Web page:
After making an initial introduction to a carrier, the challenge is to keep the conversation going. Reaching out to the panel manager in a substantive way every four to six months can be an effective way to build a positive impression for the law firm. Meaningful ways to stay in touch can include the following:
- Send an article written by the law firm.
- Keep carriers informed of favorable case outcomes
- Offer to teach an in-house CLE
- Submit an analysis of pending legislation or emerging market trends
- Maintain an active social media profile, especially on LinkedIn
Dropping the ball on prospect communications, while understandable, can be deadly to a business development effort. Rejection is a common first response, but the successful rainmaker will be best served by considering a negative initial response from a panel manager to simply mean “not now.” An exception is the carrier that says something like, “We have used ABC law firm exclusively for the past 10 years and have no reason to change” or “Our case volume is so low that we handle most matters internally.”
The administrative assistant to the panel manager can also be your friend. Treat all members of the panel management team respectfully to build a positive impression of the law firm.
Industry conferences can be an ideal forum for meeting panel managers. Of course, many law firms are thinking the same thing, so it can be helpful to make advance appointments. The Claims & Litigation Management Alliance (CLM) and DRI are two leading organizations that bring claims executives together with insurance defense lawyers.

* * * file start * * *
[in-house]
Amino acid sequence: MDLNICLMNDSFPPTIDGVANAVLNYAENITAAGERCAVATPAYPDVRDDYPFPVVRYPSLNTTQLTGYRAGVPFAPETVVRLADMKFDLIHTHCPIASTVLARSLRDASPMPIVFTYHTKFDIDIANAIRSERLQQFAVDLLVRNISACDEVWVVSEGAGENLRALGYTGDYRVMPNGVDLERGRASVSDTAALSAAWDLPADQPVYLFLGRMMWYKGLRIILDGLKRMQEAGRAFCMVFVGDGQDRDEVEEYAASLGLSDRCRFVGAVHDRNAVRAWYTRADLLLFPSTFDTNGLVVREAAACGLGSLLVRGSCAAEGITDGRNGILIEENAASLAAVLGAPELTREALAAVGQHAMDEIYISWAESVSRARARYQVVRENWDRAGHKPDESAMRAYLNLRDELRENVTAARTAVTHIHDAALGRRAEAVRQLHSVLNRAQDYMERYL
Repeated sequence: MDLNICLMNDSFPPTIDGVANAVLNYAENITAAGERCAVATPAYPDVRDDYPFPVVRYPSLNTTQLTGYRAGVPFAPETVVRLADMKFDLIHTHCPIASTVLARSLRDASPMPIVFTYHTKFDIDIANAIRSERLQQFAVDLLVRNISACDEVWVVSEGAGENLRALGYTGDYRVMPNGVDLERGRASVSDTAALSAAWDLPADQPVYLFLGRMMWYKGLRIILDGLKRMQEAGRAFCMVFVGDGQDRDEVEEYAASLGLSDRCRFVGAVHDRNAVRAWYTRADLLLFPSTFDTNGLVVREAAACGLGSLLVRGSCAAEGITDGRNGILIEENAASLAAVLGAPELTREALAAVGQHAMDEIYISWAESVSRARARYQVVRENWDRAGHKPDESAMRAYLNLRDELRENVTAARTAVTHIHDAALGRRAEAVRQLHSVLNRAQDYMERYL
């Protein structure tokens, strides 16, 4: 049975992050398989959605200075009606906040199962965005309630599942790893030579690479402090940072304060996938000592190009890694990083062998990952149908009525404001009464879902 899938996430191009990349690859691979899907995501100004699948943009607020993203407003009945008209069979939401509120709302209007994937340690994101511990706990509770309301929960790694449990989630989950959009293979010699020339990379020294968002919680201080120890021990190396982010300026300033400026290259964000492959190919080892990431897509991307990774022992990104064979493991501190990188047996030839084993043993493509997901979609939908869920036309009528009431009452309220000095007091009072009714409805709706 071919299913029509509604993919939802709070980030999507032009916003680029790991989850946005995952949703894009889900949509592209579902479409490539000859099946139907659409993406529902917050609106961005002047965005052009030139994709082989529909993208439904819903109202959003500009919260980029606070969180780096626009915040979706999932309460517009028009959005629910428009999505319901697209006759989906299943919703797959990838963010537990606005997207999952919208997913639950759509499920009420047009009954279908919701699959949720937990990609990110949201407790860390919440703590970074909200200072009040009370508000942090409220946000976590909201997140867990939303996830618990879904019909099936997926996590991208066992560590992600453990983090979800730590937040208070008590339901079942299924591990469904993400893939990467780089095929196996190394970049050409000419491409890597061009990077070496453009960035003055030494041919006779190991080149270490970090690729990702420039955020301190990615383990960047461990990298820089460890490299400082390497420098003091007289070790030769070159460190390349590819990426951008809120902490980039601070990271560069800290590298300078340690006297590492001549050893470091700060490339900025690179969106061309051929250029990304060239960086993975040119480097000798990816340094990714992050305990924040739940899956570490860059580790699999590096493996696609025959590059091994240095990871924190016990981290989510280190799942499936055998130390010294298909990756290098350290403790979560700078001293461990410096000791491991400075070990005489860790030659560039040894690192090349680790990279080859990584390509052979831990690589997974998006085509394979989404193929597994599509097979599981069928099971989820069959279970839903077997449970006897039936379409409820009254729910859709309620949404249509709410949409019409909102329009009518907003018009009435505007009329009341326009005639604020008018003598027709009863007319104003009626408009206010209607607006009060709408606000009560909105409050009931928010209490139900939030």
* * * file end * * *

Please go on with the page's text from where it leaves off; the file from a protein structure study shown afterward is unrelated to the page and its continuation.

Specialized organizations targeting selected industries can also be helpful. Examples include the Trucking Industry Defense Association (TIDA) and the National Retail and Restaurant Association (NRRDA).
Maintain Attractive Marketing Materials
The business development cycle will generate the best results when backed by attractive and informative marketing materials.
The law firm’s website is an important foundation for any marketing effort, because the attorney bio pages are frequently the starting point in a prospect’s effort to become better acquainted with a candidate.
A “beauty contest” can be an apt descriptor for the competitive process of vying for coveted panel positions. While the primary goal is to have a law firm stand out from the competition in substantive ways, the techniques outlined below can significantly enhance an RFP or business presentation.
- Graphic design. Extend the law firm’s brand by using the logo, color scheme and photo styles from the website.
- Attorney photos. Four-color head shots start the get-acquainted process and help the prospect to envision a lawyer in a court representation.
- Credential icons. Martindale, A.M. Best and the CLM logos all have high recognition value within the insurance industry.
When including a list of clients or references, client confidentiality guidelines suggest that the law firm first obtain written informed consent from each client.
Marketing is a process and not an event. Managing partners of insurance defense law firms are advised to get started on a serious business development effort, perhaps backed to an active law firm marketing committee. Staying actively committed to an expansion effort, while challenging, will yield the best results in the long run.